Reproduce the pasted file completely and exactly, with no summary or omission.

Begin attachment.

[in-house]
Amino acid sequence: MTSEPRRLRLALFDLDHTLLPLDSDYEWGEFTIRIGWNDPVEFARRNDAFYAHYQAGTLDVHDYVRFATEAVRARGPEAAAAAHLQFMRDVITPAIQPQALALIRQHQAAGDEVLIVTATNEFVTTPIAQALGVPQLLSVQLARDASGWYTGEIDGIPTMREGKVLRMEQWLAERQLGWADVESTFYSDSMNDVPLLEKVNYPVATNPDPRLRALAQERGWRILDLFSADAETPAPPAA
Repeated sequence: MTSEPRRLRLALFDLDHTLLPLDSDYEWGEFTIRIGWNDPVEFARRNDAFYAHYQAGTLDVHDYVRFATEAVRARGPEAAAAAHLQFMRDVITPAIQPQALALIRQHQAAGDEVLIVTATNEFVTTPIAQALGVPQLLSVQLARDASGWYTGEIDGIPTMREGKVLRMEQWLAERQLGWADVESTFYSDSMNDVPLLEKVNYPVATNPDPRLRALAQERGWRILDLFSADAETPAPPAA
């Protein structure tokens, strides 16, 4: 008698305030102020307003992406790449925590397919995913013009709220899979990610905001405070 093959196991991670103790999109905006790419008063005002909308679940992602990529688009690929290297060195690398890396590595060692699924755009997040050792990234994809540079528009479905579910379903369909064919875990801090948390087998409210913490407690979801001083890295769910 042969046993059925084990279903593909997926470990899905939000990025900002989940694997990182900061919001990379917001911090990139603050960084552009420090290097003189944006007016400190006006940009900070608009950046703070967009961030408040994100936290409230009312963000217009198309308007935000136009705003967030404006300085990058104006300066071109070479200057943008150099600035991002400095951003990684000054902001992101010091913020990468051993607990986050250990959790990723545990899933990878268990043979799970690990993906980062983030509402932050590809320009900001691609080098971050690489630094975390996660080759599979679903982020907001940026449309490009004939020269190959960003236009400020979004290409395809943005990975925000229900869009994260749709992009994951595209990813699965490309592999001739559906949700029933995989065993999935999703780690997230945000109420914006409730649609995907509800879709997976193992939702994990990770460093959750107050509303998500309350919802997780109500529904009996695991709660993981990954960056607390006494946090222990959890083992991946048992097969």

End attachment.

[in-house]
Amino acid sequence: MTSEPRRLRLALFDLDHTLLPLDSDYEWGEFTIRIGWNDPVEFARRNDAFYAHYQAGTLDVHDYVRFATEAVRARGPEAAAAAHLQFMRDVITPAIQPQALALIRQHQAAGDEVLIVTATNEFVTTPIAQALGVPQLLSVQLARDASGWYTGEIDGIPTMREGKVLRMEQWLAERQLGWADVESTFYSDSMNDVPLLEKVNYPVATNPDPRLRALAQERGWRILDLFSADAETPAPPAA
Repeated sequence: MTSEPRRLRLALFDLDHTLLPLDSDYEWGEFTIRIGWNDPVEFARRNDAFYAHYQAGTLDVHDYVRFATEAVRARGPEAAAAAHLQFMRDVITPAIQPQALALIRQHQAAGDEVLIVTATNEFVTTPIAQALGVPQLLSVQLARDASGWYTGEIDGIPTMREGKVLRMEQWLAERQLGWADVESTFYSDSMNDVPLLEKVNYPVATNPDPRLRALAQERGWRILDLFSADAETPAPPAA
């Protein structure tokens, strides 16, 4: 008698305030102020307003992406790449925590397919995913013009709220899979990610905001405070 093959196991991670103790999109905006790419008063005002909308679940992602990529688009690929290297060195690398890396590595060692699924755009997040050792990234994809540079528009479905579910379903369909064919875990801090948390087998409210913490407690979801001083890295769910 042969046993059925084990279903593909997926470990899905939000990025900002989940694997990182900061919001990379917001911090990139603050960084552009420090290097003189944006007016400190006006940009900070608009950046703070967009961030408040994100936290409230009312963000217009198309308007935000136009705003967030404006300085990058104006300066071109070479200057943008150099600035991002400095951003990684000054902001992101010091913020990468051993607990986050250990959790990723545990899933990878268990043979799970690990993906980062983030509402932050590809320009900001691609080098971050690489630094975390996660080759599979679903982020907001940026449309490009004939020269190959960003236009400020979004290409395809943005990975925000229900869009994260749709992009994951595209990813699965490309592999001739559906949700029933995989065993999935999703780690997230945000109420914006409730649609995907509800879709997976193992939702994990990770460093959750107050509303998500309350919802997780109500529904009996695991709660993981990954960056607390006494946090222990959890083992991946048992097969």